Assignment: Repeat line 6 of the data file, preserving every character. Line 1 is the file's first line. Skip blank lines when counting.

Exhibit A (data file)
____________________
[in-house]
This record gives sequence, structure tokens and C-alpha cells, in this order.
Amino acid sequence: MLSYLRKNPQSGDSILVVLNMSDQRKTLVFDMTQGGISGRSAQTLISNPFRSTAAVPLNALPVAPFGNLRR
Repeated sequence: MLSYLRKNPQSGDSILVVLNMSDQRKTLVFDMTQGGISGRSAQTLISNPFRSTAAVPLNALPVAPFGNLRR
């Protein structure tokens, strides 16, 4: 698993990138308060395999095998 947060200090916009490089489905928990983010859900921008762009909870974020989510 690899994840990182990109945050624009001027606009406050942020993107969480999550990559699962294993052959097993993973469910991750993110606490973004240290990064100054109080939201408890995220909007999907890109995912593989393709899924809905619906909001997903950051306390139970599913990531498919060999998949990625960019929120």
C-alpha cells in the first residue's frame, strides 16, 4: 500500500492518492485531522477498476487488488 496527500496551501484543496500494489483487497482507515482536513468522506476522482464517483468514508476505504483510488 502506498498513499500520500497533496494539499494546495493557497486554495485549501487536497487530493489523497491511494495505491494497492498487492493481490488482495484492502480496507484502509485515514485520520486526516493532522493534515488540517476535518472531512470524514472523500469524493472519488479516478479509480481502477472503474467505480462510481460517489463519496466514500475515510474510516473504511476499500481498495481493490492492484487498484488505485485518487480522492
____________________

C-alpha cells in the first residue's frame, strides 16, 4: 500500500492518492485531522477498476487488488 496527500496551501484543496500494489483487497482507515482536513468522506476522482464517483468514508476505504483510488 502506498498513499500520500497533496494539499494546495493557497486554495485549501487536497487530493489523497491511494495505491494497492498487492493481490488482495484492502480496507484502509485515514485520520486526516493532522493534515488540517476535518472531512470524514472523500469524493472519488479516478479509480481502477472503474467505480462510481460517489463519496466514500475515510474510516473504511476499500481498495481493490492492484487498484488505485485518487480522492